Time For A Barn Raising (almost)
By Liz Premo, Atlantic News Staff Writer
Atlantic News, Friday, August 4, 2006
[The following article is courtesy of Atlantic News]
[Atlantic News Photo by Liz Premo]
HAMPTON -- It was just over two years ago that the c.1796 post-and-beam "Yankee" barn once situated at the corner of Drakeside and Lafayette Roads was in imminent danger of demolition.
Now, the antique structure is about to experience a rebirth, thanks to the combined efforts of the Hampton Historical Society, the town's Heritage Commission, the NH Preservation Alliance and a group of local barn experts dedicated to seeing it stand tall once again.
'X' MARKS THE SPOT -- (Top photo, l. to r.:) Percy Annis, Ben Moore and Chet Riley prepare to match up a joint for the sills in preparation for the eventual barn raising; (bottom photo) Dave DeGagne points out an "X" on a 200-year-old beam, upon which one of the original barn buildings left his measuring mark. [Atlantic News Photo by Liz Premo]
Once arrangements were made to turn the 38'x36' barn over to the care of the Historical Society in June 2005, the structure was carefully dismantled. Since then, the barn's coveted 200-year-old wood beams have been kept safe in storage.
Over the course of several months, a concrete foundation was laid on the grounds of the Tuck Museum, and a floor was poured this spring. Just last week, the wood sills (crafted from hemlock) were installed around the perimeter of the foundation.
Providing the (literal) sweat equity for the sill project during a week of hot and humid July days was the talented team of Dave DeGagne, Percy Annis, Chet Riley and Ben Moore. It was clearly a successful effort punctuated with cooperation, teamwork, an assortment of tools and plenty of expertise.
Taking a break from the heat one day while nursing a bit of a sore back, DeGagne surveyed the work in progress.
"It's the base; the first part of the barn," said DeGagne in reference to the sills. The joining ends of the sills come together at several points to form what DeGagne calls a "bladed scarf joint," a style used to prevent potential twisting of the wood.
Once the joints have been fitted snugly together (much like a couple of pieces of a jigsaw puzzle) with the use of a "come-along" hook-and-chain winch, two holes are drilled at each joint and wooden pegs (hand made from red oak) are inserted.
Using a solid wooden mallet, the pegs are driven to within a couple of inches from the bottom of the sill. The exposed peg is sawed off and a small planing tool is used to make it flush with the surface.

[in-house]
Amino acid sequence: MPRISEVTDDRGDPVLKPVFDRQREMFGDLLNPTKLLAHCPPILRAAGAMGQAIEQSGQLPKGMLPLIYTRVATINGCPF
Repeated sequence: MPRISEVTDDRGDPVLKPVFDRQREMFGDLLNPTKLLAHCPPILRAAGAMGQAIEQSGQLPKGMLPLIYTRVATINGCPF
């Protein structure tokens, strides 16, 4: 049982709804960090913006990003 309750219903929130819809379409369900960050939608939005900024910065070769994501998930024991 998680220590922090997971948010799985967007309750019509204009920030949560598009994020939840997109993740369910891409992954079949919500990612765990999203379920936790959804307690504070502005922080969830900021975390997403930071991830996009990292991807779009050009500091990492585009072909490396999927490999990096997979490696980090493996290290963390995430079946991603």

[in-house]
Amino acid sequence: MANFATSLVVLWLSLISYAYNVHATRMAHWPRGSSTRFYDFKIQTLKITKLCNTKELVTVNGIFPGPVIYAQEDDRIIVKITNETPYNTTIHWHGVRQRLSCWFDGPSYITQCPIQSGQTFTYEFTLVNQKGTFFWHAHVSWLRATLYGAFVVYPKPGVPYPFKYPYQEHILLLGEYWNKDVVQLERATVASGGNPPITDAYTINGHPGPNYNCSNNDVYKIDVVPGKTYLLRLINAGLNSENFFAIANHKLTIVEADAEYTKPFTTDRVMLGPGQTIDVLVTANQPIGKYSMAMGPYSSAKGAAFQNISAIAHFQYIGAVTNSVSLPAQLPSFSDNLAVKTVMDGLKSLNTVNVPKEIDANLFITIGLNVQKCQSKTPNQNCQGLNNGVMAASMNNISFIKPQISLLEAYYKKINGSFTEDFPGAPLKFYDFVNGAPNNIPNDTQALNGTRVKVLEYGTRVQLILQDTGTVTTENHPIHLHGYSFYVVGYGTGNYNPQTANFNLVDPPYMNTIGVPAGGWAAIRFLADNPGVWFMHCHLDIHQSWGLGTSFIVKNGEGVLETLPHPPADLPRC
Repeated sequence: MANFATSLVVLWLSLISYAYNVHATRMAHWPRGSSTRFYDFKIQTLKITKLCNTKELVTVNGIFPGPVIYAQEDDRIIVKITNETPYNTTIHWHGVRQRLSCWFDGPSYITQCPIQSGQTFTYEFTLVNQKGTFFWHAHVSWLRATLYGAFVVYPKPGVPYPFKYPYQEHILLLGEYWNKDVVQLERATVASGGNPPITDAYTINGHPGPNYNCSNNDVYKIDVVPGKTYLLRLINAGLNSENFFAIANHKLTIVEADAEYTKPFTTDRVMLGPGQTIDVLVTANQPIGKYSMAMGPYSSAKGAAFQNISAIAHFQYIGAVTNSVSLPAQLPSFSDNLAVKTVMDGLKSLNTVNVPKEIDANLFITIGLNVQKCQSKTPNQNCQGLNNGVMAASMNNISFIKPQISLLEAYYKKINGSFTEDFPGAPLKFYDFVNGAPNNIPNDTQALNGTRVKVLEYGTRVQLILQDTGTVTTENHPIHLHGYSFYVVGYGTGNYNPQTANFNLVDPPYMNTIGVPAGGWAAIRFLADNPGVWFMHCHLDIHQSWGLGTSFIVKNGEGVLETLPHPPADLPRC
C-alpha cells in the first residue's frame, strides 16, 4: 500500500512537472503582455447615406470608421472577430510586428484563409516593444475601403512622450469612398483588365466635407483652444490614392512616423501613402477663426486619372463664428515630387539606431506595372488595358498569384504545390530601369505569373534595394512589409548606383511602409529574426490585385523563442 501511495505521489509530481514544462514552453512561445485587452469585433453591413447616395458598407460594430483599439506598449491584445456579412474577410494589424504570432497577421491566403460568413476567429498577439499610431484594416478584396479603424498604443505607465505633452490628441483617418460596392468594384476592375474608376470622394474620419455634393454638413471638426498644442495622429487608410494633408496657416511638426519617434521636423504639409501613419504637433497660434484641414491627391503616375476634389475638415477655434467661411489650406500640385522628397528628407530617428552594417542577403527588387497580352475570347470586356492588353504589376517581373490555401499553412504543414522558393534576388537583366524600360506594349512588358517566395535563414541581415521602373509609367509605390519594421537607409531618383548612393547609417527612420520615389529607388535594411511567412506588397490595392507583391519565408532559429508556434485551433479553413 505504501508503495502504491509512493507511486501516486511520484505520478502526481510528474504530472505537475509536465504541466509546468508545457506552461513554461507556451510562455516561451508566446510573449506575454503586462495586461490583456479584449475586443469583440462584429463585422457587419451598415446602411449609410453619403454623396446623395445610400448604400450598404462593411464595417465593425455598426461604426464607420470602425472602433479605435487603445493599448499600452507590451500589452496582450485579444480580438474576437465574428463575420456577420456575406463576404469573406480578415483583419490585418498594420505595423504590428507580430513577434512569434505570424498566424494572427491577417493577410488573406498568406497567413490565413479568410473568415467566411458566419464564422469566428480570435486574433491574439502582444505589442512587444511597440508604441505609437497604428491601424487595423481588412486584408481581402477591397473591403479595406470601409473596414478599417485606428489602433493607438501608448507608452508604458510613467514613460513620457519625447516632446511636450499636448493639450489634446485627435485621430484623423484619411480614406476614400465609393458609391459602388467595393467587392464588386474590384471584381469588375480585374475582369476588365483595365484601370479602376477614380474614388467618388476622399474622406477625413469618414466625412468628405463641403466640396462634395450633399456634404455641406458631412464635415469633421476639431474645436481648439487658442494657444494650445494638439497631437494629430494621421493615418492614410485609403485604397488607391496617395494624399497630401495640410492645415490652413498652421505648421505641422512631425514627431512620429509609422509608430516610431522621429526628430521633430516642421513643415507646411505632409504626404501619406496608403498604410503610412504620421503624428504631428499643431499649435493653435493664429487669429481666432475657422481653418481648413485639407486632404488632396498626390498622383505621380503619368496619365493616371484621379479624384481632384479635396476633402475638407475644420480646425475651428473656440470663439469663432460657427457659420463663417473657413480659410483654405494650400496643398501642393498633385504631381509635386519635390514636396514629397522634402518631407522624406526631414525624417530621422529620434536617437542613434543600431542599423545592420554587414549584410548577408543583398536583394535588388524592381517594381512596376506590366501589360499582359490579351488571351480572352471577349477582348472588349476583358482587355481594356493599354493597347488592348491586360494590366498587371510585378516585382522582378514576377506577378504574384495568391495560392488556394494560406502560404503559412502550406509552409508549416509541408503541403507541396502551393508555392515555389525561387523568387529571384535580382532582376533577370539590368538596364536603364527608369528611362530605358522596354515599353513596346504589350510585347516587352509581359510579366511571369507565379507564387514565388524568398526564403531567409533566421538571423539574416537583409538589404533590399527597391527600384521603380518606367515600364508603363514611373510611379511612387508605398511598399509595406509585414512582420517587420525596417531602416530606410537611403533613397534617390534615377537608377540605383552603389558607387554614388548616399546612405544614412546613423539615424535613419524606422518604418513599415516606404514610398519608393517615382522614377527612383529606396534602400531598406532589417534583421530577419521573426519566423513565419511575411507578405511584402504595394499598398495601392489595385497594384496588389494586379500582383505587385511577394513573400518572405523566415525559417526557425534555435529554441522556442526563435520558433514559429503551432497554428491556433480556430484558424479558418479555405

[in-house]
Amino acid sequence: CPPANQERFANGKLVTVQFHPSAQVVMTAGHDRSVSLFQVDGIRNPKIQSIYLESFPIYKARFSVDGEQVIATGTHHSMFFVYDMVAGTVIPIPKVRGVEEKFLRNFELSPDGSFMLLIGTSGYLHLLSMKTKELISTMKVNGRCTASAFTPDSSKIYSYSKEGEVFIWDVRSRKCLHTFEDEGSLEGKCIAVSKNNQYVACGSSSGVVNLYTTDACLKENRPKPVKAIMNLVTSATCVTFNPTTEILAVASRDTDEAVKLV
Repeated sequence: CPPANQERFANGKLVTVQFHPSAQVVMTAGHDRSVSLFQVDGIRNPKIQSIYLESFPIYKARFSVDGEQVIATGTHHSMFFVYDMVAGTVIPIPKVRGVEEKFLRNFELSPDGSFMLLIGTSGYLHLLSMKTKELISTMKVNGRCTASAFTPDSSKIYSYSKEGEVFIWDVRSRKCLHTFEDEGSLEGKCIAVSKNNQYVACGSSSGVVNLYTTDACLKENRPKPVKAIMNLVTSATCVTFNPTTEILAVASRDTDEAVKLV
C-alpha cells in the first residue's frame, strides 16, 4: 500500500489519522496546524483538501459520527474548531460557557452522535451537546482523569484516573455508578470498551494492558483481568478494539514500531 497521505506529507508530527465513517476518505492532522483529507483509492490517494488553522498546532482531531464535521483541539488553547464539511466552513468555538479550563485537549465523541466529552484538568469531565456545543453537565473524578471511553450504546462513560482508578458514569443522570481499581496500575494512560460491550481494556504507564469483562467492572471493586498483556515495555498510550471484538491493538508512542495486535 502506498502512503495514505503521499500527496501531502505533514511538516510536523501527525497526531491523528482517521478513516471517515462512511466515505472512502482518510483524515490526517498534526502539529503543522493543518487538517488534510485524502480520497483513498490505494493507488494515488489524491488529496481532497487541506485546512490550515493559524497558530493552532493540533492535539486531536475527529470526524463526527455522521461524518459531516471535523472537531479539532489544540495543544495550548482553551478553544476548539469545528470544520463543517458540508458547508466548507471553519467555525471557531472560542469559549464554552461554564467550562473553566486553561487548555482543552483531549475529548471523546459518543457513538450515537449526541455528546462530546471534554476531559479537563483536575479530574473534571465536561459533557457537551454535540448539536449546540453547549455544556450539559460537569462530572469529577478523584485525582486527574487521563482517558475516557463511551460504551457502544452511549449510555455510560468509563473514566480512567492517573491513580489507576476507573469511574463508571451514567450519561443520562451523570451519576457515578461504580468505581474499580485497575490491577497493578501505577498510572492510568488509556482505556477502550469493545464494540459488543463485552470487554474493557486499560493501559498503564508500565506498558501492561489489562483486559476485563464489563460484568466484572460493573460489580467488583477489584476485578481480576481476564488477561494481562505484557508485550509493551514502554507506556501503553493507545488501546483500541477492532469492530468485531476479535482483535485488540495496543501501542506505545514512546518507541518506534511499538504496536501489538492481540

Now that the sills are securely in place, the next step in the process is getting the beams — previously tagged in specific order by Riley — ready to go up. DeGagne said there are some repairs that need to be made to the beams before the three-bay, four bent building can start to take shape.
"After everything is fixed and repaired, then it's time for a barn raising," he said, adding that about 95 percent of the original frame was salvageable. "Every board and every stick has been numbered. We will put it back exactly where it came from."
It's interesting to take a close-up peek at the old beams, hewn two centuries ago from the abundant oak and pine trees growing in the area at the time. Often, carpentry marks made by those who measured, cut and shaped the beams back then can be seen in the form of an "X" scratched into the wood. Not surprisingly, those markings will come in handy when it's time to reassemble the barn.
That's not all that has been discovered.
"We find their boo-boos," chuckled DeGagne, pointing out one patched-up mortice (a rectangular hole) used in the joining process. "We all laughed when we saw it."
DeGagne revealed that the folks currently working on the barn have also found names of their predecessors, as well as various notes, the tracing of a hand, and "little scribbled messages" engraved into the beams.
Terms such as "gunstock post" and "English tine joint" apply to this type of antique workmanship, a tradition the crew intends to preserve in every way possible as the barn begins to take its familiar shape. Throughout, new walls and about 260 wooden pegs will be used to keep it all together.
Then there's the tools. Sure, there was the modern electrical circular saw Riley used to cut through the thick wood used for the sills, but it was a jagged-toothed, hand-powered bucking saw that got the job done.
"That's a power tool from 200 years ago," said DeGagne of the bucking saw.
Also used for the sill project was a shipwright's adze, a peavey hook, a low-angle block plane, a cant hook and a large wood mallet dubbed "The Commander," used to pound the sill into place.
There's also the traditional carpenter's square DeGagne displayed, complete with the old-fashioned numbering system for determining the proper length of the braces used to support the structure's walls.
Tools, talent, time and teamwork will all be put to good use as the barn project progresses. Meanwhile, the Hampton Historical Society is still in the process of raising the funds needed to complete the task.
Currently, the public can "purchase" a wood peg for $25. The peg will be engraved with the donor's name, and will be used in assembling the barn. Sponsor donations are also being accepted in sums of $100 (and over) to $1000 or more; in fact, donations of any amount are appreciated.
A barn project photo album can be found at http://www.hamptonhistoricalsociety.org/barn.htm. For additional information, stop by the Tuck Museum at 40 Park Avenue or call (603) 926-0781.